Feeling perplexed by the results, at Penguin’s suggestion, I broke down the e-mails by age. Now, I do want to reiterate that my online persona was a 21-year-old woman, soon turning 22 on April 25th, because it’s the perfect date.
My online persona also lives in the Philadelphia area and is interested in several kinky and geeky things. I basically tried to make her what a younger version of myself would have been like if I was a woman and had been involved in kink at the time. I joined several kink groups, both local to the Philadelphia area, as well as one devoted to Geeky & Kinky, one devoted to submissives, one devoted to brats, and one for TNG (for the uninitiated, that stands for “The Next Generation”, and is basically kink slang for anyone under the age of 35).
Penguin and I both thought that attracting younger Doms would provide for more courteous messaging (a theory Vixen also later supported), however, Poly Mom was far less optimistic as her personal experience has been that young Doms are less polished and don’t have enough experience in the community yet. I broke down the e-mails into three separate age groups (under 30, 30-39, and 40 and over). Much like the quality of the e-mails, the breakdown in age groups was equally surprising.
Of the thirty-six messages I received (two messages were from men who withheld their age), roughly half of them were from the 30-39 age group while the other half were split equally between the under 30 and 40 and over groups. While I will be the first to say that I believe age is nothing but a number in relationships, the fact that 75% of the messages were from men more than ten years my senior did give me cause for concern. I’m not saying that significant age gaps in relationships are a problem per se (Panda has a high school friend who married a man twenty-six years her senior, they have three kids together and are about to celebrate their fifteenth wedding anniversary), however, when a man in his thirties approaches a woman who is barely out of her teens, it should be looked at with an initial level of suspicion, because large age gaps can be a sign of large gaps in maturity, and we can’t truly have informed consent if both parties lack the emotional maturity to agree to the terms being offered.
Looking at the messages I received by age group, there does appear to a direct correlation between the prevalence of a “red” message and age group as the over 40 group was most likely to send a red message while the under 30 group was least likely. I will add, because the sample size was so small, I’m reluctant to draw any serious conclusions from this data. In addition to this, all three age groups showed more than 50% of messages in the “green” category, only further adding to the ambiguity.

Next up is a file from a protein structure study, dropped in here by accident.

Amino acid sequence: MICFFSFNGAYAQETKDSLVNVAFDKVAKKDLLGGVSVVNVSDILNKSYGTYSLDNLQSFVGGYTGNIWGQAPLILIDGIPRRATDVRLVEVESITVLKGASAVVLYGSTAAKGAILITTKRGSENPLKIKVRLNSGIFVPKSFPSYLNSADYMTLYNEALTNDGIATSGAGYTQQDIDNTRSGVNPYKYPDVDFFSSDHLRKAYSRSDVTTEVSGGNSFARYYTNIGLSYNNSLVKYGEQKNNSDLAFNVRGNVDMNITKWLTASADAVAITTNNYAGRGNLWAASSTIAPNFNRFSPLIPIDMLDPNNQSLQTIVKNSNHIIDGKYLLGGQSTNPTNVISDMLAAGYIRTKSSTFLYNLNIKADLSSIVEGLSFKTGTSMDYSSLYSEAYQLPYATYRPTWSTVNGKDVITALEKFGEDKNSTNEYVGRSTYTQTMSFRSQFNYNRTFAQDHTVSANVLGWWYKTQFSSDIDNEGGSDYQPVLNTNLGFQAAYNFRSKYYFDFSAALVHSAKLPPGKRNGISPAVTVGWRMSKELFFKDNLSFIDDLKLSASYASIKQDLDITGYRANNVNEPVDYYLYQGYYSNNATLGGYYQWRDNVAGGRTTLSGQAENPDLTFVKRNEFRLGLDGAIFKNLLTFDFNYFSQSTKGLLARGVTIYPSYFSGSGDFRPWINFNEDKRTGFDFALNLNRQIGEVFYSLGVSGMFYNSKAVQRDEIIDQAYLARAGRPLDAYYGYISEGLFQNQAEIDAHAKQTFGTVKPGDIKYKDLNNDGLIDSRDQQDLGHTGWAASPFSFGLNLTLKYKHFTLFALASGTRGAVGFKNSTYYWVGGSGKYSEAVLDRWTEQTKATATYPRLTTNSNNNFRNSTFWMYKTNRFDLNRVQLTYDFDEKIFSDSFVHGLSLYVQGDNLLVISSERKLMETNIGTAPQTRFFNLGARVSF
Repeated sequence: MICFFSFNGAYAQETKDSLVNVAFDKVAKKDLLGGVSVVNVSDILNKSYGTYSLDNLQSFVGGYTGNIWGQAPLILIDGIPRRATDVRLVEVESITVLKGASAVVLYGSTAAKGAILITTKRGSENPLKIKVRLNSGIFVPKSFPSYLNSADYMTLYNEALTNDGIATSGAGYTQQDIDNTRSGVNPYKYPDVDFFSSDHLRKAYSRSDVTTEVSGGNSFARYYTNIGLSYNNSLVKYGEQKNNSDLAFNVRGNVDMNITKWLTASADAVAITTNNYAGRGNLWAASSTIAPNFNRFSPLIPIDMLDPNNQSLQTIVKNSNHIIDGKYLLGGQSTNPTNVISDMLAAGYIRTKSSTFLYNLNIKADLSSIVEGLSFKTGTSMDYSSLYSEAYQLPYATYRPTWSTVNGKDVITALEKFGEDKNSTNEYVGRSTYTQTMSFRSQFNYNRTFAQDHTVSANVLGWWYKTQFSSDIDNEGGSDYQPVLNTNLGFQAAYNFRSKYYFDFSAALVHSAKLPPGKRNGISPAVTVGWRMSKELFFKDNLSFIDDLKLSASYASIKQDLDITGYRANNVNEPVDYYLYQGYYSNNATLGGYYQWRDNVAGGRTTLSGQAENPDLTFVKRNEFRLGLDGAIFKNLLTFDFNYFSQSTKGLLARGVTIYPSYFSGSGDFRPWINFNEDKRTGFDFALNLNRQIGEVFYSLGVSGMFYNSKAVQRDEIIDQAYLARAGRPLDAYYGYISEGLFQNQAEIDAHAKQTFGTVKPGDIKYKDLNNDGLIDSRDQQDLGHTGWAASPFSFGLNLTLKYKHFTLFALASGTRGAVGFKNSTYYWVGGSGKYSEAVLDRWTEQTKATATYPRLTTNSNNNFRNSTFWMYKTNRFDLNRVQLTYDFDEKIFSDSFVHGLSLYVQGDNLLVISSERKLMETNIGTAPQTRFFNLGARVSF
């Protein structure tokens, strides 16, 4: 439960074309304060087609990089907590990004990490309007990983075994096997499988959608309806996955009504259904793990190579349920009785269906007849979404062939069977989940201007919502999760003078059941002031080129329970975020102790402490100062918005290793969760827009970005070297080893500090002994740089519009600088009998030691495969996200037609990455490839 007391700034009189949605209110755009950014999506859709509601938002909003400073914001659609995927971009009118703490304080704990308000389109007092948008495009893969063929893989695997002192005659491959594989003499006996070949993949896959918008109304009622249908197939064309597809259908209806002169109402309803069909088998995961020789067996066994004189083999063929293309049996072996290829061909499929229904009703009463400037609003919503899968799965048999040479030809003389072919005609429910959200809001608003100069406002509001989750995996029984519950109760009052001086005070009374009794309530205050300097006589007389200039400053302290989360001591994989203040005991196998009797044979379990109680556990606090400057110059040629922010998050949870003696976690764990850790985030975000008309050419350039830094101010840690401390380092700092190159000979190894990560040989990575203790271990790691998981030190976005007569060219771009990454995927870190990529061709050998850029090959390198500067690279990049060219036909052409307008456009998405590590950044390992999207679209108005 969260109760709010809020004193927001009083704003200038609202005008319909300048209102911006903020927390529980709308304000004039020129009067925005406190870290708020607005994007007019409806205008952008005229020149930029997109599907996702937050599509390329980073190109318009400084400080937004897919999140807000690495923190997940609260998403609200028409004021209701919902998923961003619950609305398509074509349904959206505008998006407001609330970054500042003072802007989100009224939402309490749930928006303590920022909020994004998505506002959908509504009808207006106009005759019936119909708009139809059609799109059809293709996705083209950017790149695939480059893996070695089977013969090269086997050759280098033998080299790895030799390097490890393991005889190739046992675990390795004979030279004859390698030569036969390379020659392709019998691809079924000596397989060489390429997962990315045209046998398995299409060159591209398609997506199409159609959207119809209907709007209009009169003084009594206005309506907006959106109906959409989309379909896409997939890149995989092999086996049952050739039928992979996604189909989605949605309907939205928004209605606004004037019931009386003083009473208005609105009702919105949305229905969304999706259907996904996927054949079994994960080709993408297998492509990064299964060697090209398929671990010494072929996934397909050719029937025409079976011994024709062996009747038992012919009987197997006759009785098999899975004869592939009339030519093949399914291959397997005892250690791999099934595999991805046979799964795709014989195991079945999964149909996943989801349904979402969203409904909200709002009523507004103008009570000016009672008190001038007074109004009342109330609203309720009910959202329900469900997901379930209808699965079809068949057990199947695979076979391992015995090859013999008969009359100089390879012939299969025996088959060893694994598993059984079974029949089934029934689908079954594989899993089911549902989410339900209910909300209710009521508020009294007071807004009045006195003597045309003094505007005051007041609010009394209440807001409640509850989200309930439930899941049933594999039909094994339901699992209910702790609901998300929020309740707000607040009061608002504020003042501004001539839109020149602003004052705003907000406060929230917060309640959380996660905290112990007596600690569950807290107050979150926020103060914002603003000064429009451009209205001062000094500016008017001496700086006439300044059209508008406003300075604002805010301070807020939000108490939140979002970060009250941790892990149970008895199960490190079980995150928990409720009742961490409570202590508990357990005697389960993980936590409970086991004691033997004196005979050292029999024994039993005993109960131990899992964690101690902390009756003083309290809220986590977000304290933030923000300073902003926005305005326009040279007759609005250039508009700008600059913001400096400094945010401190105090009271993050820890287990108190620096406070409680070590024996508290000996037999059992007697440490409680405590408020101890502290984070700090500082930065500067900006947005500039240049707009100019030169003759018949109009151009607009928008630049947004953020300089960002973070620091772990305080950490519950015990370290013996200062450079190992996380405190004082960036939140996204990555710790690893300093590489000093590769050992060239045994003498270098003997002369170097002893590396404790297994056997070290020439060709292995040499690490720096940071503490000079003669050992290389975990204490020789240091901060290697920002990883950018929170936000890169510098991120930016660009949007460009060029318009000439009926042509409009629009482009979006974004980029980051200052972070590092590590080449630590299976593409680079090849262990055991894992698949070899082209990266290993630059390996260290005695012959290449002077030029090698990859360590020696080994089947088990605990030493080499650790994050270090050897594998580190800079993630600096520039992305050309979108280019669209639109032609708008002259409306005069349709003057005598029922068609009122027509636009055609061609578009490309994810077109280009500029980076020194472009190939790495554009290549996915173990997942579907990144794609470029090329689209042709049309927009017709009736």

As I alluded to earlier, the ratio of “green” to “red” messages (more than three to one) came as an immediate surprise. I joked with my meta that my conclusion should essentially be “Well, sounds like women are just making this all up!”. Of course, I know this isn’t the case because I’ve seen some of the messages my women friends have received. Penguin offered me some insight as I reviewed each of these messages that I found to be extremely helpful.
First, as consent education becomes more prevalent, my initial hypothesis that the younger generation is becoming more aware of enthusiastic positive consent practices shows some promise. Obviously, thirty-six messages is not nearly large enough of a sample size to make any definitive conclusions, but I do have hope for the future.
Second, Penguin pointed out to me that I was using an incredibly low bar for what I considered “green” messages, and even though many of those e-mails seemed courteous, she showed me potential warning signs that I had missed that would cause her to ignore potential suitors. To mark a message as “green”, the sender had to a) not be crude, and b) mention something that made me think they actually took the time to read my profile. Penguin pointed out that men have become increasingly adept at crafting their message to sound polite, without having much… substance behind it.
For instance, one message I coded as green started with the author thanking me for accepting his friend request, then informing me he liked my picture and profile and would be interested in getting to know me better. While very congenial and well written, Penguin pointed out that nothing in that message pointed out that he had actually seen my pictures or read my profile. At it’s core, it was a generic statement that could have been copy and pasted to any person on FetLife.